For all Photoshop’s abilities, I think it’s fair to say it’s what the liquify tool does that ends up getting most of the press. Want a smaller nose? The liquify tool is there. How about fuller lips? Smaller hips? A thigh gap? Or maybe breasts so large they have their own gravitational field? While there are other ways of achieving the aforementioned, it’s the liquify tool that tends to be the go-to.
For those who aren’t familiar with photography or photo editing, or those who just don’t have a deftness with Photoshop, these are the manipulations they often associate with the editing software. While it’s not entirely wrong, there’s much more to be done with the tool.
What the liquify tool really allows is the ‘bending of pixels.’ It gives the ability to push and pull pixels as you see fit, and that capability has far more uses that just altering someone’s physical attributes. Aaron Nace takes a user submitted portrait and breaks down the settings of the liquify tool, and then goes to work showing what they do and how to use them.
- Change brush size often
- Keep an eye on the brush pressure to allow for more nuanced adjustments
- Brush density can be kept on the high end, allowing for larger areas per stroke, and thus more natural changes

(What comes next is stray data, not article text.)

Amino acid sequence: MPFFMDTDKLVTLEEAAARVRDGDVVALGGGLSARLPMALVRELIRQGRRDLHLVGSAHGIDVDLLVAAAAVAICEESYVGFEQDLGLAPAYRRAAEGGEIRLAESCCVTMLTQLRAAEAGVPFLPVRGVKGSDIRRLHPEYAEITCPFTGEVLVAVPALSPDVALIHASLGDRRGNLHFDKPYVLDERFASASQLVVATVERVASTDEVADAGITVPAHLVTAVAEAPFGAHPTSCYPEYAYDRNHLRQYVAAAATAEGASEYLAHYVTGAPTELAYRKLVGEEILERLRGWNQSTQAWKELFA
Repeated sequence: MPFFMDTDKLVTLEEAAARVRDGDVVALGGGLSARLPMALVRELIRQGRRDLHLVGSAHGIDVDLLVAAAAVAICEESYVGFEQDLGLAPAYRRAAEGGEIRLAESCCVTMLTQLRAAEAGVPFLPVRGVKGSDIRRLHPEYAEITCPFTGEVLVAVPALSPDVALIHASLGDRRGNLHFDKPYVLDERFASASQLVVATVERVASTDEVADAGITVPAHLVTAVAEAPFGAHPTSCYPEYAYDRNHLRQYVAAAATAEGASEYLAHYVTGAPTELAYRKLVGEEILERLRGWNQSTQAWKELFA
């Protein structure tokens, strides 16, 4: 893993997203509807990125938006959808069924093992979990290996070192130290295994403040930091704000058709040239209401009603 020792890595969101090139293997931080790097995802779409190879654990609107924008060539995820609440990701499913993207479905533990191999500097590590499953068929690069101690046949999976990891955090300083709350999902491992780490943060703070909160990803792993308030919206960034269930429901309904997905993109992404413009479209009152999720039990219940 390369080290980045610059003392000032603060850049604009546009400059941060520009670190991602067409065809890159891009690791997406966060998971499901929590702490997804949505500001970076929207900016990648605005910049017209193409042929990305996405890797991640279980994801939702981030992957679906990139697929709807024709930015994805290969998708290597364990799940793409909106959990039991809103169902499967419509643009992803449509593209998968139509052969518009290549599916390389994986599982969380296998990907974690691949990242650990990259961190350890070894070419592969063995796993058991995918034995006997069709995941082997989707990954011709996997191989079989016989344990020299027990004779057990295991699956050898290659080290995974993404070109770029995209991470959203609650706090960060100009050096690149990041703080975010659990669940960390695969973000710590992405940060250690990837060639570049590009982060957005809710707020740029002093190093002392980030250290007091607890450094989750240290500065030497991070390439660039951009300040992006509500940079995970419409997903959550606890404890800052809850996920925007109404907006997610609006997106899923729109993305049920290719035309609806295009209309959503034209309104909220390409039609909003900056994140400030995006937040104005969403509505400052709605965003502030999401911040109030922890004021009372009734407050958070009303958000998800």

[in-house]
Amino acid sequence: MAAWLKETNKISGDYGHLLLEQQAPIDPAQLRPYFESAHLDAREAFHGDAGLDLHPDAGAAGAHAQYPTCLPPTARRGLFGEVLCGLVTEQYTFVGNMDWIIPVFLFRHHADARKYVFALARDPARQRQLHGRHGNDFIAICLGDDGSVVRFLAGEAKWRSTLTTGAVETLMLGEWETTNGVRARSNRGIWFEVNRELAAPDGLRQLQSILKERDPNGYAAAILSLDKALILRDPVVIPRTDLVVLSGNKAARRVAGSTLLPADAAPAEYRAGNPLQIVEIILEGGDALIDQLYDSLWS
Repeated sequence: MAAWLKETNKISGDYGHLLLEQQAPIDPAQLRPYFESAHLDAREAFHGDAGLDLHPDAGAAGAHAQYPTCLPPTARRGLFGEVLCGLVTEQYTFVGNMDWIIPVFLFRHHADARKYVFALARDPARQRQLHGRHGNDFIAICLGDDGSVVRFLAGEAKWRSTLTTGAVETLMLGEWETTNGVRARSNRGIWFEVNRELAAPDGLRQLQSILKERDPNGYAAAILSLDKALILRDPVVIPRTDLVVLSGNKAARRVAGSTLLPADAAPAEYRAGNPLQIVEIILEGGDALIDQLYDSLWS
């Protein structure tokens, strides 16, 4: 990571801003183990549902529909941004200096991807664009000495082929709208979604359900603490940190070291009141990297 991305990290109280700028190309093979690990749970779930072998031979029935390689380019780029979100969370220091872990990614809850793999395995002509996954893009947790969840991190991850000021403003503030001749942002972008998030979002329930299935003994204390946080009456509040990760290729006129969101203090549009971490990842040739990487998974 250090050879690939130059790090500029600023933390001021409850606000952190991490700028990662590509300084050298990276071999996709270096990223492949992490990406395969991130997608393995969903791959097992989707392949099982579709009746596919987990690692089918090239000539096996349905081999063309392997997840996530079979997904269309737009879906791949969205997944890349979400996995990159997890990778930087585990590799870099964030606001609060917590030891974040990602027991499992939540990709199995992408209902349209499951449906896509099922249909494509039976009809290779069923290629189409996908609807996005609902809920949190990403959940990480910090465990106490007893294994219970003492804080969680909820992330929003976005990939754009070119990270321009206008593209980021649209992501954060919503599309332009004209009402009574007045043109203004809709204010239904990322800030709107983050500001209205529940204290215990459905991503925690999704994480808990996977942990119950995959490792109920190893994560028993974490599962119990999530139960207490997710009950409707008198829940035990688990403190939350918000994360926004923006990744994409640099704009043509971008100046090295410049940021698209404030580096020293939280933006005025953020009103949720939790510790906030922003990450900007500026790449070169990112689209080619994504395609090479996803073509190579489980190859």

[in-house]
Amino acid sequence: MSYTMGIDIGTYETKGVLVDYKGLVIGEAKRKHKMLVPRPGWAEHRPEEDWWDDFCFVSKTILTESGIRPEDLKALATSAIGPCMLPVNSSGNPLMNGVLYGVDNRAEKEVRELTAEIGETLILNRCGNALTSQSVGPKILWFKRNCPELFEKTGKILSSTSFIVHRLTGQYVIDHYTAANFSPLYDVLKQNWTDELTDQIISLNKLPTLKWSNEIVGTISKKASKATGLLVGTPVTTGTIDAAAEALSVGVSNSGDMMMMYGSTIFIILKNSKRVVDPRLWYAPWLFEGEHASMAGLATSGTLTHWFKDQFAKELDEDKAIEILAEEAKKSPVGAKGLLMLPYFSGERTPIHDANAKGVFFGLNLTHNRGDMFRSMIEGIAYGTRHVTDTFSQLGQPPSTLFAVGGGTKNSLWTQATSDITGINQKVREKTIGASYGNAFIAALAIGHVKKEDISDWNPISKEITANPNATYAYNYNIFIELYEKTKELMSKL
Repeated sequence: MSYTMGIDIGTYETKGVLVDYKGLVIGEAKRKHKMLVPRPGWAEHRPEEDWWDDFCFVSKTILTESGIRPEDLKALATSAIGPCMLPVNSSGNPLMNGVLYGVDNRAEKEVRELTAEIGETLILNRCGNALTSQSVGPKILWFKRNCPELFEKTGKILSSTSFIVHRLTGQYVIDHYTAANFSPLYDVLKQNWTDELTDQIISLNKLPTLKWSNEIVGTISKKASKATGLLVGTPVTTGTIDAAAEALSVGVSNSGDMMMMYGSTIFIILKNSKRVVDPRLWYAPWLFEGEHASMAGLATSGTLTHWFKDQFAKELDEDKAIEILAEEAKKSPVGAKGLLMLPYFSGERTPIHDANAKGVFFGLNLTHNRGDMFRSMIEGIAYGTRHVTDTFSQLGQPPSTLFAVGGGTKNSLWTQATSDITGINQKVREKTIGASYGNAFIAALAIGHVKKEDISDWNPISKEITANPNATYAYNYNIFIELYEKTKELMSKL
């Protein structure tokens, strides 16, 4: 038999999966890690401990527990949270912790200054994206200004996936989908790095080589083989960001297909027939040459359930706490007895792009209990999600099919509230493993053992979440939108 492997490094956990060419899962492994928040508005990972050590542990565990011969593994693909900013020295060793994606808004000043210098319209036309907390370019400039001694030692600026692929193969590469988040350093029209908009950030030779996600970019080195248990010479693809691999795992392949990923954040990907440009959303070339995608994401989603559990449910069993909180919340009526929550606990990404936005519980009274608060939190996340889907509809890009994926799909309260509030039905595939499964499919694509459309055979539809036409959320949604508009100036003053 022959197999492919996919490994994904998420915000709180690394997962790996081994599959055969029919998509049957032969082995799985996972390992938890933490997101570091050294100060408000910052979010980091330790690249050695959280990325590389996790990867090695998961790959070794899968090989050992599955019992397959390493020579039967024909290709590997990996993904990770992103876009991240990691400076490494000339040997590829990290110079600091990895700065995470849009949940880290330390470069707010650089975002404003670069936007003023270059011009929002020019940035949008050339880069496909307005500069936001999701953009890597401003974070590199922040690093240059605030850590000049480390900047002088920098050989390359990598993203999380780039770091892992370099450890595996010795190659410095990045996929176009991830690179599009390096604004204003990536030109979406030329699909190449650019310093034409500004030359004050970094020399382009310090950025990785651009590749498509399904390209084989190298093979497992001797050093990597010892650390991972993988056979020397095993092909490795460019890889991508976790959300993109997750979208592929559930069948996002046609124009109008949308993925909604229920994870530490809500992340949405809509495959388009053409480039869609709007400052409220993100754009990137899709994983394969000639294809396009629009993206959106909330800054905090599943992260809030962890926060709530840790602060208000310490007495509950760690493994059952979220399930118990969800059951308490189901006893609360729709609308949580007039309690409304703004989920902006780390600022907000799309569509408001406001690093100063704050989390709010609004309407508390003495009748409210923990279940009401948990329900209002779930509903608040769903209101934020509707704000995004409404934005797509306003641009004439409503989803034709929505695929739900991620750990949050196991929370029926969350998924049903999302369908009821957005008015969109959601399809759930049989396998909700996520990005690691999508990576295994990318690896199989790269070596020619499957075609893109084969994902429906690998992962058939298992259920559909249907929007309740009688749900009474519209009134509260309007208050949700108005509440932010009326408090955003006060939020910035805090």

- Beware of editing images that fill to the border of the frame, as you may encounter some transparency. Using the masking option will help with this.
As usual, Aaron is spilling all sorts of valuable information regarding workflow, and other precesses, as well as and possibly most importantly, how to think about what you’re doing. Like Aaron suggests, I actually find myself using the liquify tool to alter wardrobe, and fix hair. To a much lesser extent do I use it to physically change a person’s structure.
In regards to that, however, I will say that when I am using the tool to reshape some part of someone, the most common thing for me to do, especially for women, is to drop their shoulders. It’s one of my biggest suggestions to women having their photo taken, that keeping shoulders down make a tremendous difference in how they appear. If they don’t do it at the moment of capture, I’ll often do it for them in post.
As always, if you are a fan of Aaron’s teachings (and who isn’t?), be sure to check back here for updates, and follow along with Aaron on YouTube and Phlearn. You should also consider becoming quickly adept at Photoshop with the Phlearn Photoshop 101 & 201 sets as they are extremely comprehensive, and will have you quickly doing things with Photoshop you may have otherwise thought too complex, or didn’t even know you could do.
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